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Darwin-L Message Log 6:20 (February 1994)

Academic Discussion on the History and Theory of the Historical Sciences

This is one message from the Archives of Darwin-L (1993–1997), a professional discussion group on the history and theory of the historical sciences.

Note: Additional publications on evolution and the historical sciences by the Darwin-L list owner are available on SSRN.


<6:20>From p_stevens@nocmsmgw.harvard.edu  Sat Feb  5 08:08:14 1994

Date: 5 Feb 1994 09:08:43 U
From: "p stevens" <p_stevens@nocmsmgw.harvard.edu>
Subject: quinarianism (and Smith)
To: darwin-l@ukanaix.cc.ukans.edu

Why quinarism?  Why five kingdoms?  Why not binarism? (well, there were two
kingdoms of life until recently.)  I think that the "answer" may lie in the
fact that there are five figures in the (U.S.A.) zip code, not more.  Nine
numbers in the zip code or twelve kingdoms would simply be too hard to
memorise.  The title of G. A. Miller's article in Psychol. Rev. 63: 81-97. 1956
says it all:  "The magical number seven, plus or minus two: some limits on our
capacity for processing information."  It is perhaps easier to remember things
in small groups, and then one remembers that things come in small groups with
the same number of things in them, and then this becomes evidence of some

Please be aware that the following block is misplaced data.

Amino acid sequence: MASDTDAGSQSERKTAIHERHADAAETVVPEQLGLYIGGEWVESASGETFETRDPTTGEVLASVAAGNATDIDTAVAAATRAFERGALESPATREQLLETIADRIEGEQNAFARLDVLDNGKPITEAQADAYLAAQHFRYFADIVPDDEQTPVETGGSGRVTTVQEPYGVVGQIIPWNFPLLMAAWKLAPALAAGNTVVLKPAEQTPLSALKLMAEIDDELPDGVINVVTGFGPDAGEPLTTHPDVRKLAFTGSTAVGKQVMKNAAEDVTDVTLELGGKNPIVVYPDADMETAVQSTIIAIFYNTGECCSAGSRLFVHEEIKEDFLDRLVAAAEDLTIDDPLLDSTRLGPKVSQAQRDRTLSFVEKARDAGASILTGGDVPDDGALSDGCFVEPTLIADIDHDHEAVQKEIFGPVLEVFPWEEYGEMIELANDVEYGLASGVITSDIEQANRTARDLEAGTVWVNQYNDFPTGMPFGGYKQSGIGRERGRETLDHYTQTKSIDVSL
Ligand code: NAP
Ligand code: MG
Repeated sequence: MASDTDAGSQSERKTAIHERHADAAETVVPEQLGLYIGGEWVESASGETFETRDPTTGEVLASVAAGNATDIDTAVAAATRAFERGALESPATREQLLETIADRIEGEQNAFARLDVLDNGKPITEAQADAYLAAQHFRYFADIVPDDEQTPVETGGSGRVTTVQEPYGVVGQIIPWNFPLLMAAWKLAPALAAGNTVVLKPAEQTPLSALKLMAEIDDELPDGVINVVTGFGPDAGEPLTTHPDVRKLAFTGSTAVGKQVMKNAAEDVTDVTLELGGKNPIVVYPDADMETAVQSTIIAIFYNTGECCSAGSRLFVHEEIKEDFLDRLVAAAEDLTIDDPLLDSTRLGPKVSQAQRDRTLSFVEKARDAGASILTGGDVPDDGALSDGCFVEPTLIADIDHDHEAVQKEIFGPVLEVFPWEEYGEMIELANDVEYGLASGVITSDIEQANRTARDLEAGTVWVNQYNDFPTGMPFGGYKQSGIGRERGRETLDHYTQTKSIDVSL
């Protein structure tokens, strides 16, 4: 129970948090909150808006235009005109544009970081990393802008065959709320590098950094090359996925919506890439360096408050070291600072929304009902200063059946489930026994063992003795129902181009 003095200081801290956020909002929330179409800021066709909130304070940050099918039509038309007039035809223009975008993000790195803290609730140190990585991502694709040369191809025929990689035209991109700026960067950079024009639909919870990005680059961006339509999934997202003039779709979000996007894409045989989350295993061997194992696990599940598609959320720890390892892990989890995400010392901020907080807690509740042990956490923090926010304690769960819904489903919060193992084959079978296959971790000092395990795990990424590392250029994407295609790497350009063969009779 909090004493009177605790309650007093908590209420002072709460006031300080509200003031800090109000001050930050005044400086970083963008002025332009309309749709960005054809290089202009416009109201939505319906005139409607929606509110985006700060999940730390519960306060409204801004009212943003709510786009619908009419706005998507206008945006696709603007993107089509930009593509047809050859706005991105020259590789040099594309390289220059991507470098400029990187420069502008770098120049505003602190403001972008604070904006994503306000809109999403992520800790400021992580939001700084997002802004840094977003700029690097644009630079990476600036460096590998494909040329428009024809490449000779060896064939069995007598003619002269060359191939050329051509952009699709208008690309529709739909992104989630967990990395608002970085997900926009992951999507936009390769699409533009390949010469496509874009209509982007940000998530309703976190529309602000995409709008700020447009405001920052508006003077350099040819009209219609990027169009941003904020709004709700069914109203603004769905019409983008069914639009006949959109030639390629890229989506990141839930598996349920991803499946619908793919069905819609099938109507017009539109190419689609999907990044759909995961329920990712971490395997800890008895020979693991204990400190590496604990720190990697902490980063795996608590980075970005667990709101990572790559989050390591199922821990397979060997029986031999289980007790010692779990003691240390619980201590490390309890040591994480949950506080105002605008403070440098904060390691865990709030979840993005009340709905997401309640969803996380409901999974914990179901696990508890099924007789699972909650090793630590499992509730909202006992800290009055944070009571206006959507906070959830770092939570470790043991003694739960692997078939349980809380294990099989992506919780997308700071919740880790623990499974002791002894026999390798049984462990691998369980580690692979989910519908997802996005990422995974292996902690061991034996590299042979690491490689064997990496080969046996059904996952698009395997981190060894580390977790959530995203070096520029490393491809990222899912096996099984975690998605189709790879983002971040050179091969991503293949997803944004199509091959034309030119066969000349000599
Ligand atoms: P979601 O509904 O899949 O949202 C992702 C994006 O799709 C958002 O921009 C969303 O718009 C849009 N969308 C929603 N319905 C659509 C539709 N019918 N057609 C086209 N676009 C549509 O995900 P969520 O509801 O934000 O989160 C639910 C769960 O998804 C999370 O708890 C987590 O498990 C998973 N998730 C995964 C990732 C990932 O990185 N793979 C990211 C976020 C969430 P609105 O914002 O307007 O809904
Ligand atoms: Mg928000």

underlying reality...  In the early 19thC naturalists were flirting with a
whole variety of number systems from two to seven, as far as I remember.

There is also a very interesting paper by E. W. Holman, "Statistical properties
of large published classifications," J. Classific. 9: 187-210. 1992 that show
such small numbers as being a recurring and pervasive feature of well-worked
out biological classifications.  Indeed, one of the authors (Bentham) of the
botanical classic of the 19thC, the -Genera plantarum-, by George Bentham & J.
D. Hooker, was specifically trying to interpolate ranks throughout the
classificatory hierarchy so that no group would include more than 3 to 6 (to
12) members at the next lowest hierarchical rank. And that is exactly what they
succeeeded in doing, chunking up plants in such a way that the classification
as a whole fuctioned as a good memory system.  One attempts to extract
biological (= evolutionary, phylogenetic) meaning from such classifications at
some peril.

I haven't look at "folk" classifications from this point of view, but my guess
is that there is going to be some sort of intersection of prototype theory as
invoked by Berlin in his recent "Principles of Ethnobiological Classification",
at least some of the variants of biological typological thought (perhaps
particularly Farber's "classification type concept"), and these number systems.
 However, it is going to be important to look at the informal groupings of such
systems as well as the formal groupings.

As to Adam Smith, the reference I have is to "Essays on Philosophical Subjects"
[edited by W. P. D. Wightman and J. C. Bryce], Clarendon Press, Oxford, 1980,
II[roman]:12 - It refers not to the pagination of the book, but to Smith's
writings included in it.

Peter Stevens.

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